«Audit Report Consumer Federation of America Foundation - Costs Claimed Under EPA Cooperative Agreements CX825612-01, CX825837-01, X828814-01, ...»
In addition, under the provisions of Title 40 CFR 30.45, some form of cost or price analysis shall be made and documented in the procurement files in connection with every procurement action. The recipient did not always conduct the cost or pricing data supporting the purchases of goods and services for the cooperative agreements to demonstrate compliance with Title 40 CFR 30.45. Price analysis may be accomplished in various ways, including the comparison of price quotations submitted and market prices and similar indicia, together with discounts. Cost analysis is the review and evaluation of each element of cost to determine whether the proposed costs are reasonable and allowable. Without sufficient cost or pricing analyses, we cannot be assured that fair and reasonable prices were obtained.
Examples of the recipient’s improper procurement practices follow:
• Under agreement CX825612-01 which was awarded in 1997, the recipient used a contractor to develop and distribute public service announcements for the public outreach of indoor air pollution caused by radon. The contract was awarded in 1996, prior to the EPA agreement, without competition and the required cost or pricing analysis. The contract did not include a price and was not amended to include the subsequent work that was added by EPA amendment numbers 1 through 4. According to the recipient officials, two EPA officials requested that the public service announcements be developed and distributed by this specific contractor.
• Under agreement CX825837-01, the recipient awarded a contract to conduct consumer research studies to determine the number of people who smoke inside the home. The recipient did not have support that a cost or price analysis was conducted prior to contractor selection.
• The recipient did not perform the required cost or price analyses when selecting consultants for legal and consulting services. In addition, the recipient did not comply with Title 40 CFR 30.27, which provides the maximum daily rate consultants can be paid with Federal funds. The maximum daily rate cannot exceed level 4 of the Executive Schedule, which, in 2002, was $130,000, or $62.50 per hour. The recipient paid a contractor $185 per hour for professional consulting services. The recipient also paid attorneys for legal services, and the hourly rates for the two attorneys were $265 and $250.
Furthermore, the recipient did not ensure all contracts were complete and contained the required contract provisions cited in Title 40 CFR 30.48. According to the regulation, contracts in excess $100,000 shall contain (1) conditions that allow for administrative, contractual, or legal remedies; (2) suitable provisions for termination by the recipient; and (3) a provision to the effect that the recipient, EPA, and the Comptroller General of the United States shall have access to any books, documents, papers and records of the contractor that are directly pertinent to a specific program. The regulation also states that all contracts, including small purchases, shall contain the procurement provisions of OMB Circular A-110, Appendix A, as applicable. None of the contracts we reviewed contained the required provisions.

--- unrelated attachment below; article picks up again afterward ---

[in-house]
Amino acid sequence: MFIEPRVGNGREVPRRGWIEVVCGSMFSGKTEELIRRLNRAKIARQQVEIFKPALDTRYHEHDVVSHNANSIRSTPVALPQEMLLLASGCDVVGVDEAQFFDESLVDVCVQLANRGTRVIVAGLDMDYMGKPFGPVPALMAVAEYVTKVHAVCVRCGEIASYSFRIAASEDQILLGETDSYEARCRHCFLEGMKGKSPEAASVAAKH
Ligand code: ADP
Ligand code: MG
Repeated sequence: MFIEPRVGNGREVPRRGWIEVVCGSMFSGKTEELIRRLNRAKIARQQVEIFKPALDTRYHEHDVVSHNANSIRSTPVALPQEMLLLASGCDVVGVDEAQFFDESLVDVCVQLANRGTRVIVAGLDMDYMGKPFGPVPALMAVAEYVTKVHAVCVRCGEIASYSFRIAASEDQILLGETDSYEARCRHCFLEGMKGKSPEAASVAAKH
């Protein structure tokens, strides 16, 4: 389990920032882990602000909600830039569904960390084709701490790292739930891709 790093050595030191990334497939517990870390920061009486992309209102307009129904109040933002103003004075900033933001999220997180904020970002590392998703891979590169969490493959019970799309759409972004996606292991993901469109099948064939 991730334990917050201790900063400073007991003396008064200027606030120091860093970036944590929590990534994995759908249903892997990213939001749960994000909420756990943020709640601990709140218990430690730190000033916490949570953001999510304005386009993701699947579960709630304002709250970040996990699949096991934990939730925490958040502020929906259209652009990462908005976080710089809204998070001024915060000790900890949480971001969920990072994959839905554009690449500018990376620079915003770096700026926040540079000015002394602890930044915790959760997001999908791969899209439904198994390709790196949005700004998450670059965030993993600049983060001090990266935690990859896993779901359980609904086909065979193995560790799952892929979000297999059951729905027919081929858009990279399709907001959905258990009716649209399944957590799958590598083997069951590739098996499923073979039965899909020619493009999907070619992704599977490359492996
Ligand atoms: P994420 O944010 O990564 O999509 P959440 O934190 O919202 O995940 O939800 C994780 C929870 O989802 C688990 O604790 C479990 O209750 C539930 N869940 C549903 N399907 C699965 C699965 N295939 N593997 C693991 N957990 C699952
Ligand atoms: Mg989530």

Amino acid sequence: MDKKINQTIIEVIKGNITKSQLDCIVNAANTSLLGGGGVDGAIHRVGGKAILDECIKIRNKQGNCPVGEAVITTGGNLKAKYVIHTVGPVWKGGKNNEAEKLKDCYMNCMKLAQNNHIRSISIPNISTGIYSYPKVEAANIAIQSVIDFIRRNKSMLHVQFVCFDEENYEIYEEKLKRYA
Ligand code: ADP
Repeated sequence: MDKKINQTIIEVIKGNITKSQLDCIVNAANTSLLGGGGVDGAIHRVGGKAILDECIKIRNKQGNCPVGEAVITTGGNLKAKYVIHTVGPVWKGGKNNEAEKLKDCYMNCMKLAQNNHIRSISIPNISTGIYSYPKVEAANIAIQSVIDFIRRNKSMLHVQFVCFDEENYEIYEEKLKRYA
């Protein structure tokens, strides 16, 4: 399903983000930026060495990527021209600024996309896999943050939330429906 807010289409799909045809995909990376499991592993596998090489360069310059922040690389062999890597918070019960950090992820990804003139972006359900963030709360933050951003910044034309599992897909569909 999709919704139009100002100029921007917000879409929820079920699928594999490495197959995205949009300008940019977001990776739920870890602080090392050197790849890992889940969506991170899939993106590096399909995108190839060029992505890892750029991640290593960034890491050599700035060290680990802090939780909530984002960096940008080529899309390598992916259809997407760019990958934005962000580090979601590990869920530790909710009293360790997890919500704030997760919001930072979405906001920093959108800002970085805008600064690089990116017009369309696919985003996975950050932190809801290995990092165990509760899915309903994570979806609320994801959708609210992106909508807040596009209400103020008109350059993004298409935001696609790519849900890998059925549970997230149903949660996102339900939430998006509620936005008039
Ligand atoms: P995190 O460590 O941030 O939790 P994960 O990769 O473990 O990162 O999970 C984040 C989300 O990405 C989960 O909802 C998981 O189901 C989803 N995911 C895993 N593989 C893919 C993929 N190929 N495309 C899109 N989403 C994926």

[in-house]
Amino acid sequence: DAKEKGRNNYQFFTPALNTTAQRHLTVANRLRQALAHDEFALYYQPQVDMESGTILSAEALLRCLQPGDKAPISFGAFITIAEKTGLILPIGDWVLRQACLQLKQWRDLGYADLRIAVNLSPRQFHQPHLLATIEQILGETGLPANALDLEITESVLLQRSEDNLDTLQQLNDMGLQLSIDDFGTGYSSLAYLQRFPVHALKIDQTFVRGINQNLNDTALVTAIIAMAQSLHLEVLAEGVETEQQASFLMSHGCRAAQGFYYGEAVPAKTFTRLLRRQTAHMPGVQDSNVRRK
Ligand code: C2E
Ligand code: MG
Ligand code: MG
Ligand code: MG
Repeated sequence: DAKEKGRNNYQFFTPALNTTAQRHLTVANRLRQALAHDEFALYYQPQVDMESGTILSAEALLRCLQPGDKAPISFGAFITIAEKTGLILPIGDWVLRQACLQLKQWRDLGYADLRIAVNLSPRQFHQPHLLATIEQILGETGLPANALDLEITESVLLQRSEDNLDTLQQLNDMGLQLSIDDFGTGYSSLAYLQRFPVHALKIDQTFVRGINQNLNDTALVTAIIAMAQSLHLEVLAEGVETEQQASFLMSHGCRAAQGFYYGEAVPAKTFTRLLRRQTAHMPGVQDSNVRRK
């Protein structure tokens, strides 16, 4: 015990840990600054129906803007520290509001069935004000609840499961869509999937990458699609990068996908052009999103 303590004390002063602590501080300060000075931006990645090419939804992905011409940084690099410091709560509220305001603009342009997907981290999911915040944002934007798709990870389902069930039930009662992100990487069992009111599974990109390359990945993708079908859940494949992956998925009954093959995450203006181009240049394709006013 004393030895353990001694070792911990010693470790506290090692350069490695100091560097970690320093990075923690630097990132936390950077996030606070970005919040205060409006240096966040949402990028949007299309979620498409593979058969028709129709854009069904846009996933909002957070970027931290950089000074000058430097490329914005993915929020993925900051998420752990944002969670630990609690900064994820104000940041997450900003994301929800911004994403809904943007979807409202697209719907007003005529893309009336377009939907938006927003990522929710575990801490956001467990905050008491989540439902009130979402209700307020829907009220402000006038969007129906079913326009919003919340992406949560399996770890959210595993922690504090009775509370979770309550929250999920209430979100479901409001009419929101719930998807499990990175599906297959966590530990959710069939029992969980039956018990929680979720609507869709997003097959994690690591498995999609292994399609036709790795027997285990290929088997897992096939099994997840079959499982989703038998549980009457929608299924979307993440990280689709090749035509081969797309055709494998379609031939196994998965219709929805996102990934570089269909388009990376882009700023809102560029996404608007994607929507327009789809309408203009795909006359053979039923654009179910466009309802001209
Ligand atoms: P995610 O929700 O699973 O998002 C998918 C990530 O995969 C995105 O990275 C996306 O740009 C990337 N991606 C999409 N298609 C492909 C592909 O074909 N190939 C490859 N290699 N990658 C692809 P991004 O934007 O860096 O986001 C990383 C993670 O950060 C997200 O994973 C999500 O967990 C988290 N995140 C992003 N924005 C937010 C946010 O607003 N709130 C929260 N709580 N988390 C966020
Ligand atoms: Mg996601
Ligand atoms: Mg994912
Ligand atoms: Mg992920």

Competition promotes obtaining the best goods and services at the best price. The lack of competition when procuring goods and services under a cooperative agreement can result in lower quality services and wasted funds. As a result of this lack of competition and cost or pricing analysis, there was no assurance that the contract costs paid under the cooperative agreements were reasonable. Therefore, these costs are not allowable under Federal rules.
Under agreement no. CX825612-01, the recipient alleged that the selected contractor was, in effect, EPA’s designated contractor for production and distribution of the public service announcements, and EPA required the Foundation to award the contract without competition. EPA was also instrumental in the selection of the same contractor under an expired cooperative agreement. After the unacceptable performance by a large “Madison Avenue” agency on public service announcements on indoor air quality, EPA concluded that a small, specialized agency would offer lower costs and better results. Consequently, EPA suggested a specific contractor be engaged to produce the public service announcements under the previously cooperative agreement.
To the extent, if any, that the Foundation had discretion in the choice of a contractor for the public service announcement production and distribution, the sole-source selection was justified as a follow-on to the work the contractor was performing under the expired agreement.
In addition, the Foundation notified EPA in its application for the new cooperative agreement that it intended to use the existing contractor to perform services. The recipient believes that it was in compliance with the competition requirements in Title 40 CFR 30.43 based on the EPA approval of its scope of work for the new cooperative agreement which outlined the contractor selected for services. However, the recipient contended that it did not place in its procurement files a formal explanation of the basis for contractor selection, or a justification for its use of less than “open and full competition.” Nor were such explanations placed in the procurement file when contracts were extended on the basis of EPA incremental funding of the corresponding cooperative agreement. These omissions have been or will soon be corrected.
The recipient also indicated that the contract was awarded in July 1997 just after the execution of the cooperative agreement. Further, from 1998 through 2002, as EPA amended the cooperative agreements, the Foundation also extended the public service announcement contract as well. Also, prior to the award of the contract, the Foundation compared prices for similar services that were paid to advertising agencies under another EPA cooperative agreement between 1994 and 1996 before negotiating price with the selected contractor.